When it comes to Realized Eschatology I am reminded of Pilate’s question to Jesus: “What is truth?” Whether his question was asked in sarcasm or not, Pilate was still questioning Truth and its existence. When a person questions truth it is because they either have not diligently searched for it, or while searching for it they, at the same time, suppress it. Paul speaks of this sort describing them as “always learning and never able to come to the knowledge of the truth” (2 Timothy 3:7). Jesus says, “If you abide in My word you are My disciples indeed. And you shall know the truth and the truth shall make you free” (John 8:31-32). How is it possible for Christians to arrive at such divergent and diametrically opposed views concerning Eschatology? While there are many reasons, there are two that stand out. The first is the failure to love the Truth enough to handle it correctly (2 Tim.2:15; cf. 2Thess. 2:10). Realized Eschatology is a system which forces symbolism into that which is literal, i.e., it makes that which is clearly literal, figurative. The second reason is the unwillingness to account for the significant principle that the “entirety (sum) of Your word is truth” (Psalm 119:160).


What Realized Eschatology amounts to is some new “Bizzarro World” where up is down and down is up, where in is out and out is in, and where a paradigm shift becomes an alternate universe of thought. The apostle Paul may have “turned the world upside down (Acts 17:6) but Realized Eschatology turns the Bible upside down and inside out. For instance, when it comes to understanding death and resurrection Realized Eschatology applies an entirely different definition. One proponent writes:

Paul’s preaching on the resurrection was based squarely on nothing but the teaching of Moses and the prophets. Moses and the prophets knew nothing about a resurrection of physical bodies out of holes in the ground, yet Paul said he preached just like them, and that the Corinthians received that same teaching” (Dawson, 132).

Regarding the apostle Paul’s teaching on the resurrection in 1 Corinthians 15, Dawson writes, “[N]o one on earth interprets those Old Testament prophecies as of a resurrection of physical bodies out of holes in the ground.” (133). While continuing to reject a literal resurrection, Dawson opines:

Paul never used ‘bodies’ in this chapter. He spoke of the resurrection of one body, the Old Covenant faithful who were being transformed into the body of Christ. The question had to do with how Jewish and Gentile saints were going to be in that one body, along with Old Covenant saints who didn’t even see or obey Christ (181-182).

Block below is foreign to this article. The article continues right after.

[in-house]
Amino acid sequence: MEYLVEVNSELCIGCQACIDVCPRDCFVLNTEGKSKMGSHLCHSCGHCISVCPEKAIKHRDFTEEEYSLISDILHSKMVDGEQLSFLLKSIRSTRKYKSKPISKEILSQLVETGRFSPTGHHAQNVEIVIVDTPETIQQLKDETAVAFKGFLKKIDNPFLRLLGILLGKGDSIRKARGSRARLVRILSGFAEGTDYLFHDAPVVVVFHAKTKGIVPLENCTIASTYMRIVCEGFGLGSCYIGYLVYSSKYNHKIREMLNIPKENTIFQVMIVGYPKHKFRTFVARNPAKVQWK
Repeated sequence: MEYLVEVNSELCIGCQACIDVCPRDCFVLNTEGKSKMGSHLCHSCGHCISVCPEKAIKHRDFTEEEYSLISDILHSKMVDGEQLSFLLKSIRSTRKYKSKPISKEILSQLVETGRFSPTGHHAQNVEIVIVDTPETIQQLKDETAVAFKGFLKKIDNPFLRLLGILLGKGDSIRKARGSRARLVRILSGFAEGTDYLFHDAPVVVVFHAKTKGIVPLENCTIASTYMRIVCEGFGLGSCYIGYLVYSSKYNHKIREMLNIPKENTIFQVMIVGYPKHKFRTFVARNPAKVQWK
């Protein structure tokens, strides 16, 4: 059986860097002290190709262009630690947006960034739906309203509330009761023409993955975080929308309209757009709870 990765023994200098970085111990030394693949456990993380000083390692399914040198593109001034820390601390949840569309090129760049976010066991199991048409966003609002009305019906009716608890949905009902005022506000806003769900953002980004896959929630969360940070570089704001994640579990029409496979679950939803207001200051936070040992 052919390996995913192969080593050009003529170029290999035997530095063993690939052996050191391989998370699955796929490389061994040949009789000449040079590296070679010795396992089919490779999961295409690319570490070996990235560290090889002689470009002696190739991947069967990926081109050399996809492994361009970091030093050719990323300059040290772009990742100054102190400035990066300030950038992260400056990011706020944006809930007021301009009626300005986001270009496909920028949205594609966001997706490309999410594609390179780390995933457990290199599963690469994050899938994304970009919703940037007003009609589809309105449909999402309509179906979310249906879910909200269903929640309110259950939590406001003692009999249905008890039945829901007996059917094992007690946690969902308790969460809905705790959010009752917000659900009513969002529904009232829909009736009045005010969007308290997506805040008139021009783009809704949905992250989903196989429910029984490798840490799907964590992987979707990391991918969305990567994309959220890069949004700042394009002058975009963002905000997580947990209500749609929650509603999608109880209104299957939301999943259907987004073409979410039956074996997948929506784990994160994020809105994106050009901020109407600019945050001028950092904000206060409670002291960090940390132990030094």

The “father” of modern day Realized Eschatology writes:

Judaism was the metaphorical grave of the spiritual dead out of which this resurrection took place. The fall of Judaism was the defeat of the ‘ministration of death’ and the opening of the graves. Those who had previously heard and obeyed Christ were found worthy of eternal life in the new heaven and earth. The disobedient were raised to eternal hell or separation from God (2 Thessalonians 1:7-9) (King, 220).

And again,

Thus, out of the decay of Judaism arose the spiritual body of Christianity that became fully developed or resurrected by the end-time. Hence, this is the primary meaning of Paul’s statement ‘It is sown a natural body; it is raised a spiritual body. There is a natural body and there is a spiritual body (200).

            Here we see how Realized Eschatology simply redefines every aspect related to our traditional understanding of Eschatology. From the above quotes we learn Realized Eschatology teaches that the resurrection of the dead occurs at Jesus’ Coming, and His coming was in the destruction of Jerusalem in AD 70, which was His judgment upon Israel. Therefore, the literal death of the body is redefined as a spiritual death, and the resurrection is no longer defined as the raising of the body from the grave, but is redefined as a the resurrection of Old Testament saints from the dead. The term “body” in (1 Cor. 15:35) is redefined as a corporate body that is raised, not human bodies (plural). Then, the church is the body that was raised in AD 70. Therefore, even the term “redemption of our body” (Romans 8:23) must be redefined as the “redemption of the church,” which is said to have been resurrected or raised in AD 70. After AD 70 it is claimed that there remains no bodily resurrection but at the moment of death the righteous dead go directly to heaven and the unrighteous dead go to hell.

            Therefore, according to Realized Eschatology, when Paul speaks of the “corruptible” body (1 Cor.15:50-54), it is not the dead human corpse, but the fleshly system of Judaism. Moreover, the resurrection which Paul addresses is not that of the human body, but is representative Christianity arising out of the figurative grave. Other words such as “flesh,” “fleshly,” and “world” must also be redefined as synonyms for the Judaism, while the term "spiritual" must be redefined as “Christianity.” In making that which is literal, figurative or “spiritual” dishonors the religion of Christ, especially when it is suggested that the Christianity is the merely the resurrection of dead Judaism.

The apostle Paul informs us that the purpose of the Law of Moses was to bring the Jews to Christ, serving as their “tutor" or “schoolmaster” (Galatians 3:23), which was for the purpose of human redemption. There is nothing in the entire Bible which describes redemption as the resurrection of the Law of Moses and Judaism, nor is there anything which teaches that human redemption springs forth out the death of the Law of Moses and Judaism. The Law was simply a necessary vehicle in paving the way for human redemption to be provided through a new avenue or system. This was God’s plan in eternity long before the Law of Moses and the Creation of the world (Ephesians 3:10-11; cf. Acts 2:23).